Caretaker President of the Republic, Moncef Marzouki, and Tunisian officials have high hopes for the creation of a Council that would “serve as a space of interaction with the civil society on the future of education in Tunisia and solves the problems encountered.” President Marzouki encouraged the creation of the Higher Education Council at an official ceremony held on July 22, 2013, that celebrated Knowledge Day. Additionally, the council would take on a role that provides a forum for “teachers or senior executives of the ministries with the participation of all parties” to engage in consultation and dialogue about the education sector.
At the ceremony, President Marzouki voiced his concerns regarding the education sector. He recognized the “brain drain and deterioration of the education quality due to the adoption of policies aimed to achieve high success”. He chided the “regression of moral values, the adoption of thoughtless reforms”, and condemned the primacy of political agendas in schools. President Marzouki saw these factors as the culprits that made the Tunisian universities “factories that produce jobless people.” Furthermore, Minister of Education Salem Labyedh drew attention to the need to revise the assessment system of national exams and correction–urging officials to reveal the poor results and shortcomings of the present system.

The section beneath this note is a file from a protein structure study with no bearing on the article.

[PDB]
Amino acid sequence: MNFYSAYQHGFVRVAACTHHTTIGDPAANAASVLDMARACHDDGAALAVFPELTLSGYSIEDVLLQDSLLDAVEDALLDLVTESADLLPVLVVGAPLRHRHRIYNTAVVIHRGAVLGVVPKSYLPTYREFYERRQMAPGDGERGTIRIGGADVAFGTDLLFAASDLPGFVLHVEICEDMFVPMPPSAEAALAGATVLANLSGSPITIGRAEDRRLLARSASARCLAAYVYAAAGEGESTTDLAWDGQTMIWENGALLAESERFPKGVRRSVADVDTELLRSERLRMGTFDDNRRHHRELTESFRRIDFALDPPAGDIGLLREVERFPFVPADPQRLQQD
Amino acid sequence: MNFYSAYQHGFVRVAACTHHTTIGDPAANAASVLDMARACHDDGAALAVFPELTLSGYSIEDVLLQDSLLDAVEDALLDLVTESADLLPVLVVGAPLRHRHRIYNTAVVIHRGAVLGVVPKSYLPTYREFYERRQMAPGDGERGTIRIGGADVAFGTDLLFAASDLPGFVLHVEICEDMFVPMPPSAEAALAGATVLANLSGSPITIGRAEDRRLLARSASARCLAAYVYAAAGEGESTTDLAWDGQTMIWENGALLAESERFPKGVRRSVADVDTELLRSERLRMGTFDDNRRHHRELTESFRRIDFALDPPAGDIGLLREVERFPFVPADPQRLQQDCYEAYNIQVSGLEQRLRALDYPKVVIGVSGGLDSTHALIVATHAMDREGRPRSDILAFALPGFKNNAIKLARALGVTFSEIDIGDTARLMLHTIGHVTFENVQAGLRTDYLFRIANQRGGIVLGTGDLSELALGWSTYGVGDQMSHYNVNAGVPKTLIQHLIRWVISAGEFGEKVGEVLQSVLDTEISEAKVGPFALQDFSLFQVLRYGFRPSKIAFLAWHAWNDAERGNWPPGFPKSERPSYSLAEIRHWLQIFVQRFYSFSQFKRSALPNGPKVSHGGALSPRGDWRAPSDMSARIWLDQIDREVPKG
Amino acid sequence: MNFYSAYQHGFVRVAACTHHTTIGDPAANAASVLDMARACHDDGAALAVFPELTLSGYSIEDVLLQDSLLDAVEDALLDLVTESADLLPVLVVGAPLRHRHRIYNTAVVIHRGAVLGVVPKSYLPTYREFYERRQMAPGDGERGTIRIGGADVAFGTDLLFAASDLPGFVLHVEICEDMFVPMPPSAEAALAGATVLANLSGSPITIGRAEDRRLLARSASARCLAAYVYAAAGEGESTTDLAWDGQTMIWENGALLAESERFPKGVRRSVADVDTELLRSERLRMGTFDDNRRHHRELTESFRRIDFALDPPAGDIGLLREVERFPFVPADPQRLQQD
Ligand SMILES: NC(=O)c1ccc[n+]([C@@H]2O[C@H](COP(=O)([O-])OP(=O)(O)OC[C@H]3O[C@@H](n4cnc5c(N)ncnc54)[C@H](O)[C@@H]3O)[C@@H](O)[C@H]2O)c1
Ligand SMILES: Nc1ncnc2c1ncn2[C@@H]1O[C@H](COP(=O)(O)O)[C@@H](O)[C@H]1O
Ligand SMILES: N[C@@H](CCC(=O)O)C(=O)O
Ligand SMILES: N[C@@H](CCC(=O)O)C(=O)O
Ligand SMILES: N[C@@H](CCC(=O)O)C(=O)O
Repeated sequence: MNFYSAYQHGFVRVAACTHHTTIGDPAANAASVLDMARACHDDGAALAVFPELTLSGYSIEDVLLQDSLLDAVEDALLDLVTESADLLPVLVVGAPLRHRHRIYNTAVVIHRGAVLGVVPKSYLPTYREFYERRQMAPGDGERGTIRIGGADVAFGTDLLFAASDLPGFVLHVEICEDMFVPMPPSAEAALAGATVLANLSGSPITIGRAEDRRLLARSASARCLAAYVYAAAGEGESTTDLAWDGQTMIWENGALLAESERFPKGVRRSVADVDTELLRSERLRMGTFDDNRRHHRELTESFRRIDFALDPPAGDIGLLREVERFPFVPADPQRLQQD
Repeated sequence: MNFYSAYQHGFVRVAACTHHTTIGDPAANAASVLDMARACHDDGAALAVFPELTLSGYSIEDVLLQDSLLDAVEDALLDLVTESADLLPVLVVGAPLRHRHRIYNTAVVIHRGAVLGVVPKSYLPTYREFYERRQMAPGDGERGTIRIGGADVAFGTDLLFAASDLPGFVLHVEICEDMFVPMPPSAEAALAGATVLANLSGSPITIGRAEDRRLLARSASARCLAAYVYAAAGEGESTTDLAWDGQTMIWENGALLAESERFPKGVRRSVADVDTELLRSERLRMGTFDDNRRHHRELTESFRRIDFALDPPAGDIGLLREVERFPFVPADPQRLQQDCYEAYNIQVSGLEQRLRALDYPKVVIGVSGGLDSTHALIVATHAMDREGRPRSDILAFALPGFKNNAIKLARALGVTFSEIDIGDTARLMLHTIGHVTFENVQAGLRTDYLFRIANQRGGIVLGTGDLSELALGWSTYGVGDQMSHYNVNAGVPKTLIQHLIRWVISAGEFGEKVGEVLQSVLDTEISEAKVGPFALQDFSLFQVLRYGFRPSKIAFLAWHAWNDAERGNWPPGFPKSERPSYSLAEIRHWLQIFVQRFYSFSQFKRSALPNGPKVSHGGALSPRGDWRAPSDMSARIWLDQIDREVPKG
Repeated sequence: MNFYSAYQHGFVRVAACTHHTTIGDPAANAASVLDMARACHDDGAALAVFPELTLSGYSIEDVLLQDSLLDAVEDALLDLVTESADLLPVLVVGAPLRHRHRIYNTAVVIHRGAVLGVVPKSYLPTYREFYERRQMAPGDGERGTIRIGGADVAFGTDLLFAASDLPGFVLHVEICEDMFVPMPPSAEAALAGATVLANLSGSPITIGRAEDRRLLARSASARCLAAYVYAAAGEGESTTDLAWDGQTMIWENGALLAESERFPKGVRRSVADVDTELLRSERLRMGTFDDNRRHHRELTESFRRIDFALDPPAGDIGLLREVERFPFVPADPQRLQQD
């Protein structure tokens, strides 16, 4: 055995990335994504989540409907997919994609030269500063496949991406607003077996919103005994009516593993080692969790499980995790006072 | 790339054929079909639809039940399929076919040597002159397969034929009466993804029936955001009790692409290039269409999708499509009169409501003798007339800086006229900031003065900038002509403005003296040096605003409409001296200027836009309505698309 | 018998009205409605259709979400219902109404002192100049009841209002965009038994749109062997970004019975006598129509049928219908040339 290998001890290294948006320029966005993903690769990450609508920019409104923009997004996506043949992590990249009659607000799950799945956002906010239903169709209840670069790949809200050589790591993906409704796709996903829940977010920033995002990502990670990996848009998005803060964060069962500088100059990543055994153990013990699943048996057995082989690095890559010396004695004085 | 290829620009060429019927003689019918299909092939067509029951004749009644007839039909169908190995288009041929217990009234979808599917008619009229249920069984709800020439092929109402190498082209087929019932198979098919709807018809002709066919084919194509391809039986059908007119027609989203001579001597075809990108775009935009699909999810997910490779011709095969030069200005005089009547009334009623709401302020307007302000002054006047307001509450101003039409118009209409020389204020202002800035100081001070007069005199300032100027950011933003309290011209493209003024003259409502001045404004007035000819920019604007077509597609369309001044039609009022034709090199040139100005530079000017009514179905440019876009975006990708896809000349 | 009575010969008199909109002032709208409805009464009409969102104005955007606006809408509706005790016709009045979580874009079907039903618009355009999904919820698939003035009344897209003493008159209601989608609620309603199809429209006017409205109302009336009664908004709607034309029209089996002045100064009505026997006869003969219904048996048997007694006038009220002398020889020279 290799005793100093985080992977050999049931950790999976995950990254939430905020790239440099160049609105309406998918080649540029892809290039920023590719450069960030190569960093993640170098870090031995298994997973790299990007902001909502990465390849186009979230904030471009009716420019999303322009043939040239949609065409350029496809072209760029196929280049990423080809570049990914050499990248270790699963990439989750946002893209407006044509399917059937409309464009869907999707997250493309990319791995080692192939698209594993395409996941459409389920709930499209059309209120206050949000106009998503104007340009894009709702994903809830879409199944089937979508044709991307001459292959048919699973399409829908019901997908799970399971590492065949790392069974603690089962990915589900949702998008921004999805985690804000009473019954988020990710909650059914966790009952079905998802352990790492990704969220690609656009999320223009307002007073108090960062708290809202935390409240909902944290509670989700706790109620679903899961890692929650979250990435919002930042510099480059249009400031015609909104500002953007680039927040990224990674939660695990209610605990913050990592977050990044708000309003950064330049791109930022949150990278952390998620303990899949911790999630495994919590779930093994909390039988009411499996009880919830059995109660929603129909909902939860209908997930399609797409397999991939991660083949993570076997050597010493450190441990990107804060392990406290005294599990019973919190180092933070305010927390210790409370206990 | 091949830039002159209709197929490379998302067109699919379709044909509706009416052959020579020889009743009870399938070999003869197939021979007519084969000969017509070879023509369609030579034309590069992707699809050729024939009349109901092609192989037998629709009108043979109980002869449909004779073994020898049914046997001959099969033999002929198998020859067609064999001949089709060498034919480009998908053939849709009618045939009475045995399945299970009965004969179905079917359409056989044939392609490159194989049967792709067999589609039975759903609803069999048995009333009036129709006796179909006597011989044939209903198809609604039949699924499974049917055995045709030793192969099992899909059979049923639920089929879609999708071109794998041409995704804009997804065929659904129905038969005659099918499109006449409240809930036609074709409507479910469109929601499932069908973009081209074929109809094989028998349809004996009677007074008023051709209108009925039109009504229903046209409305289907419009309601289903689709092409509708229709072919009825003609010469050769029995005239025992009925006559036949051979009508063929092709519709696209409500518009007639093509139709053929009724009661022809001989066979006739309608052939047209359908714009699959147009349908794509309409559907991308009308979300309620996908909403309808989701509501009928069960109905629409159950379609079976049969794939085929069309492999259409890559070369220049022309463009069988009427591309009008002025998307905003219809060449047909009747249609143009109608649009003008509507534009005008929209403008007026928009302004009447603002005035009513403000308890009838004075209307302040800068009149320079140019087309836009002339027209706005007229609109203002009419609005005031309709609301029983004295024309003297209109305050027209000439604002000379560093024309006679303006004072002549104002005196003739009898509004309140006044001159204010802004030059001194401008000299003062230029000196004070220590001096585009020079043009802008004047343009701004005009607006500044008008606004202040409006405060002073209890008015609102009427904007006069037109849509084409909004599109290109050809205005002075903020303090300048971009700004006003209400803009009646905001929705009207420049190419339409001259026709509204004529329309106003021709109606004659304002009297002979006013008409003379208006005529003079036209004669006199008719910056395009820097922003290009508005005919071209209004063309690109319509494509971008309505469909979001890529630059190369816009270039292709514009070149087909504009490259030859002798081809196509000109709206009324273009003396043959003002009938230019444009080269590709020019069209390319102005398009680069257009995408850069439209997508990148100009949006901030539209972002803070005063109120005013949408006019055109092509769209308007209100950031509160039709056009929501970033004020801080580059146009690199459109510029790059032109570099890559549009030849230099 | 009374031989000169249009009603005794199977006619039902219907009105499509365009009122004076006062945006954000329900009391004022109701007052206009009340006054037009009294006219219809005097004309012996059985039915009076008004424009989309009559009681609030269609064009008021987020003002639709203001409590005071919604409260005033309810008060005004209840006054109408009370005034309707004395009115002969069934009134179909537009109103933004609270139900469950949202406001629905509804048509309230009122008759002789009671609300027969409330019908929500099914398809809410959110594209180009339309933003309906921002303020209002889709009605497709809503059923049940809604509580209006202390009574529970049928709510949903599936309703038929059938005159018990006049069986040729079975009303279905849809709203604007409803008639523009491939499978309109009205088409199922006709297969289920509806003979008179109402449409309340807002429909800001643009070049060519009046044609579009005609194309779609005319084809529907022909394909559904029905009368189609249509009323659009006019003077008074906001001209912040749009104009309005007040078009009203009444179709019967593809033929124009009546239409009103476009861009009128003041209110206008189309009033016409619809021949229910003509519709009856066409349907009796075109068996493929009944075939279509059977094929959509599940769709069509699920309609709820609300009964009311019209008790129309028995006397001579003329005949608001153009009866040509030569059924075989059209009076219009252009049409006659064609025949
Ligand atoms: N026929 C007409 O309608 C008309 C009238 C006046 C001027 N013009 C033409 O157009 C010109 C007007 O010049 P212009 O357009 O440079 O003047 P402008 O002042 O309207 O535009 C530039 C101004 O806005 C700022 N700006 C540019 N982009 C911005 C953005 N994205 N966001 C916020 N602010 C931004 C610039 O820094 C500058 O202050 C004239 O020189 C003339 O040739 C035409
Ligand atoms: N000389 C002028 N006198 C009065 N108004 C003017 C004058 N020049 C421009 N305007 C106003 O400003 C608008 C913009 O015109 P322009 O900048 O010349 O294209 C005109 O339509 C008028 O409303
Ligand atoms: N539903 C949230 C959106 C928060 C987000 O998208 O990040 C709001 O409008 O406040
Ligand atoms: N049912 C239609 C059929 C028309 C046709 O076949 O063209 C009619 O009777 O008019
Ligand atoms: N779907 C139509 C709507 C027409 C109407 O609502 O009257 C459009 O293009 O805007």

The Knowledge Day ceremony also took the opportunity to honor 38 successful young people, among them international competitors, who succeeded in the national and academic exams in different sections and specialties. The goal of the day’s festivities was to help highlight and promote education development successes. Increasingly, Tunisians are seeking ways to improve their education system.
Currently, Tunisia is under great political strain; which, consequently, has spilled into the education sector. Recently, Tunisian Education Minister Salem Labyedh has resigned under pressure from opposing parties. Tunisians await the governmental direction for further development and work to bring stability to their nation’s education system despite political feuding. The creation of the Higher Education Council could be part of the prescription that the people of Tunisia need in order to turn things around.
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